Psoriasis is a skin disease that is evidenced primarily by plaques which can be seen throughout the body. Genetic predisposition that combines with an environmental trigger of the immune system is believed to be the root cause of psoriasis. This leads to signaling factors which coordinate the progression of inflammation and psoriatic plaques. Psoriatic patients commonly use topical agents, phototherapy, and systemic agents; however, biological therapies have become increasingly popular. This is primarily due to recent advances in the study of psoriasis which have shown that monoclonal antibodies and dimeric fusion proteins inhibit key signaling molecules within the inflammatory cascade such as TNFa, IL-12 and IL-23. This article reviews the advances made to understand the role of TNFain the progression of psoriasis, discusses treatment options such as topical agents, phototherapy and systemic agents, and then compares a variety of monoclonal antibodies and dimeric fusion proteins as biological therapies.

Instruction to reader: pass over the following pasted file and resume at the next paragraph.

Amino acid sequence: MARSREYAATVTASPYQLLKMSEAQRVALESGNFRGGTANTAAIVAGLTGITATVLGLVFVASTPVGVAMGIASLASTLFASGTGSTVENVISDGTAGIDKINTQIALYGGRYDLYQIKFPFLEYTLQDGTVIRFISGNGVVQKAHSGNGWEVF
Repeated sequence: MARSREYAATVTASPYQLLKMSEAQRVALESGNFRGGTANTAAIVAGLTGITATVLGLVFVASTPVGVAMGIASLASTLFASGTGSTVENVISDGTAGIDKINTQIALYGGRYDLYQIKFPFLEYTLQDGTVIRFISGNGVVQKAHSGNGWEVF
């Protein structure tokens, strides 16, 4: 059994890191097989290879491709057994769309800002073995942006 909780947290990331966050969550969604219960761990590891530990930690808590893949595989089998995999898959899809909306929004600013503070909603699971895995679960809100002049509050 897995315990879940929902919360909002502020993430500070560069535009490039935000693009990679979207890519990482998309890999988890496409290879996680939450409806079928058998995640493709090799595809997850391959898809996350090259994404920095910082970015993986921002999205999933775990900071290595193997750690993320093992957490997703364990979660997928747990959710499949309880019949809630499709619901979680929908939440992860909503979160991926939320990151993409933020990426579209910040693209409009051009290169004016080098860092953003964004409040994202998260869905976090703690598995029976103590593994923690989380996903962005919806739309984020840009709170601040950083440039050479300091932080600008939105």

Published on: Nov 30, -0001 Pages: 1-6